The controversy behind a remote town’s stimulus project

Ottawa’s $1.1-million deal with a Quebec hotel sparks cries of favouritism

Geoff Howe/CP / Stéphane Voyer

Havre-St-Pierre on Quebec’s North Shore is famous for its whale watching, though getting there is almost as much of a trek for tourists as it is for humpbacks. A 15-hour drive from Montreal, the town tends to attract only the hardiest of nature lovers.

Still, local businessman Daniel Dresdell recently opened up a 100-room, three-star hotel in the town—convinced, he says, that tourists will flock to the town of 3,280 if they have a decent place to stay. Apparently, the federal government is convinced as well: last December, the Conservative government financed 20 per cent of Dresdell’s project to the tune of a $1.1-million two-year interest-free loan, just one of the fiscal stimulus measures of its Economic Action Plan. “Tourism contributes significantly to the socioeconomic development of Quebec’s regions and the well-being of their residents,” said Conservative MP Denis Lebel at the time.

“There is a small core of tourists who were coming and finding there was nowhere to stay, so they would stay elsewhere,” Dresdell told Maclean’s. “My hotel is changing that.”

But others believe that Dresdell is capitalizing not on the trickle of whale watchers but on the huge influx of workers from Hydro-Québec’s massive Romaine dam project nearby—and that the $1.1-million loan amounts to government favouritism. “It’s a stupidity,” says Gilles Boudreau, who runs the L’Archipel hotel. “We already have tons of hotels in the area. This isn’t for tourism.”

Havre-St-Pierre does indeed already have 12 bed and breakfasts and tourist hotels with nearly 160 rooms between them. Boudreau says occupancy is way down.

Dresdell’s timing is certainly canny. Construction on the hotel started a month after ground was broken on Hydro-Québec’s $6.5-billion project, which will be completed in 2017. According to Quebec’s business registry, the hotel is described as a “hotel for workers.” (“I’m going to have that changed,” Dresdell said when informed by Maclean’s.) He owns several other area businesses, including the town’s only grocery store. He says his business interests employ 175 people from the town.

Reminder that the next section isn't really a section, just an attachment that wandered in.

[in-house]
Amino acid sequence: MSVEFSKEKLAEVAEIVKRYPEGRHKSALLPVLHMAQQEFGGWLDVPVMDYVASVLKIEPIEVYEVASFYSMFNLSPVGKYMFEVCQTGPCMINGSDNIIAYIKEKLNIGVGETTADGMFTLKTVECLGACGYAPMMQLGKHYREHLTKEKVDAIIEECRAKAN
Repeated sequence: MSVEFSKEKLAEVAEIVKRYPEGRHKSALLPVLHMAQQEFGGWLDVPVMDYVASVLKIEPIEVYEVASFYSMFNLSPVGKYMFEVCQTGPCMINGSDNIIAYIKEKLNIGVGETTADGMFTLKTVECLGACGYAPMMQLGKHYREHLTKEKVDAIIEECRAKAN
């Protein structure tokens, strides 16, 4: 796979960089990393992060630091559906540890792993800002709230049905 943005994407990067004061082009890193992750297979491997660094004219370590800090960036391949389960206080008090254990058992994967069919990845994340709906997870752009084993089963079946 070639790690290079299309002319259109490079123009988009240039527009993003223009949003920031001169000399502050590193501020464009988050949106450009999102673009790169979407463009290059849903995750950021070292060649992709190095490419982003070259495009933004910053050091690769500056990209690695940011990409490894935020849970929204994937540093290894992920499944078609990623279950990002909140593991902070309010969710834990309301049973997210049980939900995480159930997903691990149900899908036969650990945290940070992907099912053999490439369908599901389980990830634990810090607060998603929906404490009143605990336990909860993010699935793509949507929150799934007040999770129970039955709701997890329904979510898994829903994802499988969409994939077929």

The hotel, which includes a 200-person cafeteria and a bar capable of hosting 112 revellers, was built by Groupe Secto, a construction company specializing in mobile offices and large-scale worker camps. It has a history of outfitting Hydro-Québec; it built two camps for two of the energy giant’s largest projects. The hotel’s parent company, Complexe MV Inc., actually received the government loan after the hotel was built, mere weeks before it began taking reservations. (An Economic Development Agency of Canada official recently told Maclean’s the delay in payment was due to the size of the project.) Secto and Complexe MV Inc. actually share some staff: Marcel Maltais, Secto’s director general, is also vice-president of Complexe MV Inc.

Boudreau, for his part, says the region’s smaller hotels haven’t seen much of the business clientele associated with Hydro’s project. “They’ve been subsidized by the federal government to bust our teeth,” says Boudreau of the new hotel. “Our phone isn’t ringing.”

Dresdell says he needed the government money to get him through the first lean years. “You try to fill a 100-room hotel with just tourists in the first year,” he says. Roughly 50 per cent of the hotel is currently rented to workers from the Hydro-Québec project, he says; though he expects tourist traffic to pick up in the next two or three years. “I’m a businessman, and as a businessman I’m here to fill up my hotel rooms. Of course I’m going to use my contacts to try and get business.”

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